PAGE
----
Have we left something out? Yes we have, the Oracle of Ages (2001) and Oracle of Seasons (2001); referred to hence forth simply as the Oracle games. There’s also Four Swords Adventure (2004) and Minish Cap (2004). Some may argue that Four Swords Adventure doesn’t belong in the timeline because its gameplay differs so much from the rest of the franchise, but by that logic Zelda II should be removed as well. The Oracle games weren’t even made by Nintendo, but instead Capcom, so these games all deserve to be in the timeline as officially recognised titles. The problem is that these games have even fewer clues to their placement in the timeline. Minish Cap in particular sticks out due to its dubious nature as another potential candidate for being the “first” game chronologically. However, if anything Minish Cap should come later due to its lack of Ganondorf in the storyline. Ganon appears in his pig-form in the Oracle games and FSA, so it seems to me that these games lean more towards the continuity of the 2D-Zeldas.
With these facts in mind, I’m ready to present my first theory. But before that let me remind everyone that there are also Zelda fans who believe that the games in the series are divided into two timelines. This is based on the theory that the ending of Ocarina of Time creates two different timelines, one of which leads to Majora’s Mask and the other one which leads to Wind Waker. I’m not a fan of this split-continuity theory, but because of that I’m also willing to present my version of the split timeline.
In addition, a big element I’m using to judge where in the timeline the games go is Ganondorf’s appearance. He is depicted both as a human and as a pig monster in numerous games, but a good handful (the classic 2D Zeldas and a few others), depict him exclusively as a pig. This in my view becomes an important factor, since at some point Ganon stops appearing in his human form permanently. This is, however as I have to point out, only my opinion, but it’s a big part of the rationale for the order in both timeline theories. Now, on with the linear timeline theory.
As mentioned before I believe the early 2D-Zeldas and the later 3D-Zeldas constitute their own continuities which become linked (no pun intended) at some point after Ocarina of Time and before A Link to the Past. So we see the whole series from Ocarina of Time (and Skyward Sword) up till Spirit Tracks starting the timeline and the 2D-Zeldas ending it. Minish Cap in my view fits best as taking place after the Wind Waker sequels, since Hyrule flooding has subsided (making the transition to Twilight Princess easier) and because Ganon has yet to have returned. So what are the missing links (again, no pun intended) between Twilight Princess and A Link to the Past. I believe it’s the Oracle Games and Four Swords Adventure. To me the most likely order would be FSA taking place before the Oracle games (due to the appearance of the Triforce in the Oracle games) but they also have Ganon’s pig-form. In my view, it makes sense that Ganon has transformed permanently at this point in the series.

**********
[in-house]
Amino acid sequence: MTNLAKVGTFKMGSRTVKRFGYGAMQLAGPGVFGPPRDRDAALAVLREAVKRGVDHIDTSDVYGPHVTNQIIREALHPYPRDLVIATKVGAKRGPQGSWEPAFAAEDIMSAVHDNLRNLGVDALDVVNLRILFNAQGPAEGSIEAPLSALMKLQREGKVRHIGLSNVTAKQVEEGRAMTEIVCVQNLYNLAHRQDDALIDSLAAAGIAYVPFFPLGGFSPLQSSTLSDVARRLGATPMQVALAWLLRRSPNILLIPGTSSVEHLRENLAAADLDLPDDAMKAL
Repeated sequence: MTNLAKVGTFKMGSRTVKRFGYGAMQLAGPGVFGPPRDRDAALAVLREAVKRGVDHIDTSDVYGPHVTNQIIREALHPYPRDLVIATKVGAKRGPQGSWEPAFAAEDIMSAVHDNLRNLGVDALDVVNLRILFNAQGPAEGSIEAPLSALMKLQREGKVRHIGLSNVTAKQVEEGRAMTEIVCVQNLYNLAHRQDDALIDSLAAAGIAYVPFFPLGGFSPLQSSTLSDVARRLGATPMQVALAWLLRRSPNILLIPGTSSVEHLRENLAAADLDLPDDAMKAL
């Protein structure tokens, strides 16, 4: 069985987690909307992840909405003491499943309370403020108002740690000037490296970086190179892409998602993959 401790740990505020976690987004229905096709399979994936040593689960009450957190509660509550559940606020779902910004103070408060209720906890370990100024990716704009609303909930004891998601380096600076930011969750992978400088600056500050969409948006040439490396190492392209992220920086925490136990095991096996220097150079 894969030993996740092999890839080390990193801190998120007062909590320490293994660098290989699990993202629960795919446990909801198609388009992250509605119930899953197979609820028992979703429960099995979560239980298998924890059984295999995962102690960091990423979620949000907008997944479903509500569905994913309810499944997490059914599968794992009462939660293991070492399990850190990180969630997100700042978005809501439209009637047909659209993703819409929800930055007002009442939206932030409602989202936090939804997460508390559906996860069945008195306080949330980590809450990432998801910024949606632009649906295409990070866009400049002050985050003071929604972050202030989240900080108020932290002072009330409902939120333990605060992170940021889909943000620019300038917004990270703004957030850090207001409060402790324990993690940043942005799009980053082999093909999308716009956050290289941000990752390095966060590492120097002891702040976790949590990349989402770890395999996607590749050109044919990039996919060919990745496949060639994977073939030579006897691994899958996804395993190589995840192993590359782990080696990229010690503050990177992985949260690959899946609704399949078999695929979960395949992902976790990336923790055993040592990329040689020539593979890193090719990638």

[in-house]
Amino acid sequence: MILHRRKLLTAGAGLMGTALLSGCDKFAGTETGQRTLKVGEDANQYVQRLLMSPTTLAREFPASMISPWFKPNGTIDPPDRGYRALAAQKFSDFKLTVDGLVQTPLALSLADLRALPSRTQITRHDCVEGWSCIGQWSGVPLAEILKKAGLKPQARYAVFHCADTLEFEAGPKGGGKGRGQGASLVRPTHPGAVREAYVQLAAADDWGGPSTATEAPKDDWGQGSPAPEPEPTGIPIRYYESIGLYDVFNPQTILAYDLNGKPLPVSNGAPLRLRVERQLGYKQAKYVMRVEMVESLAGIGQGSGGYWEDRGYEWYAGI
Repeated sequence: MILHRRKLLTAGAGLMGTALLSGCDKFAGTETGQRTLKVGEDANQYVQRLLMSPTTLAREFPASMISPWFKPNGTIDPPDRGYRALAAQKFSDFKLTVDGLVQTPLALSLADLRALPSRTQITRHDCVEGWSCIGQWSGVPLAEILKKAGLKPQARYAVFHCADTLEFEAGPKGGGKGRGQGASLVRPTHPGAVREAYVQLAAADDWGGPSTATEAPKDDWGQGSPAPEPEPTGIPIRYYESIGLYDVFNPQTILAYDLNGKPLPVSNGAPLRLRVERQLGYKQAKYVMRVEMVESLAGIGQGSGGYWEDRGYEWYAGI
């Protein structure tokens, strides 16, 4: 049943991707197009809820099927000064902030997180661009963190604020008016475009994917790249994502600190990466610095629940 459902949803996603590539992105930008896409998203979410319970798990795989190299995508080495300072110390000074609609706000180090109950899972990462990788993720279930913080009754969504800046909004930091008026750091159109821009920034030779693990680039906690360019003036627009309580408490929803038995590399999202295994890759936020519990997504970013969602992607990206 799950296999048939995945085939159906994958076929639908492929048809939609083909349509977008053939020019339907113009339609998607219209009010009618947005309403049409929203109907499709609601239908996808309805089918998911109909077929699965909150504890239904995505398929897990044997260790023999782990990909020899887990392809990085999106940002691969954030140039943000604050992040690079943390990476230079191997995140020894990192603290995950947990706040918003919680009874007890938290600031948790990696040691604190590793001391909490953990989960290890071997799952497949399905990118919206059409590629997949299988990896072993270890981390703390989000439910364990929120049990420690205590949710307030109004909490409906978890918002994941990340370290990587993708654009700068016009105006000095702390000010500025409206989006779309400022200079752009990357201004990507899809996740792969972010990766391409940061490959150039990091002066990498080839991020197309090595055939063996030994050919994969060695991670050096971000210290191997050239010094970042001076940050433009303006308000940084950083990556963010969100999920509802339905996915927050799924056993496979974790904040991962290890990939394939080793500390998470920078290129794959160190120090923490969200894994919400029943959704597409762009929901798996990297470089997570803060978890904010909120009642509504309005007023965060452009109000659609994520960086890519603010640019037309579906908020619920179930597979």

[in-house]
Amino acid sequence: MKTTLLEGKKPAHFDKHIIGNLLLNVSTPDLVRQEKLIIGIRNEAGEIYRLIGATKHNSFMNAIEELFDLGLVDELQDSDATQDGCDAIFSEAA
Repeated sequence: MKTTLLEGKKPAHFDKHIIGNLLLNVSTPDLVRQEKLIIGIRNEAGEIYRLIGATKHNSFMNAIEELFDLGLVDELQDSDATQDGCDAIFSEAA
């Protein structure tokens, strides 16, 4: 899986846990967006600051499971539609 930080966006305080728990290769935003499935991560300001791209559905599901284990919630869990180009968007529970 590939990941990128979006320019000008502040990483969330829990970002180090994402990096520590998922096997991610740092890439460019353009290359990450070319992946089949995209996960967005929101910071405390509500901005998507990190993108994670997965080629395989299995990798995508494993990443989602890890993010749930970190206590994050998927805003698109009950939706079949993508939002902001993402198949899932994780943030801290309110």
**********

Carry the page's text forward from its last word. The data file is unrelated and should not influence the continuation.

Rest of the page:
So there we have the linear theory. But what about the split theory?
Well here we can assume that Skyward Sword is unaffected by the split as it takes before Ocarina of Time. Taking the stance that assumes the timeline is split really leaves me with only one option. That one timeline follows Ganon’s transformation into a Pig, the other follows the storyline from Wind Waker. The timeline in which Ganon eventually becomes a pig is the Child Link timeline which picks up on Majora’s Mask and then jumps straight to Twilight Princess. This effectively removes any problems caused by Hyrule’s flooding in the Wind Waker games. The rest of the Child Link timeline follows my linear version of the timeline and the reasons are much the same (Ganon becomes a pig after Twilight Princess). The other timeline is what I call Hyrule Underwater timeline and is largely consisted of Wind Waker and its sequels (for obvious reasons). You’ll note that Minish Cap is placed as the last game in this timeline and the reason is quite simple. Since it has no Ganon, it leads to the assumption that Ganon has been defeated for good at the end of Wind Waker when the Triforce was united and Link struck the Master Sword in his forehead. Alternatively in the linear timeline Ganon’s return is explainable by the Master Sword becoming unstuck and Ganon regaining his piece of the Triforce.
So there you have it. I hope you found this interesting. Maybe I’ll try to make sense of something else senseless in video-games, but this is enough for now.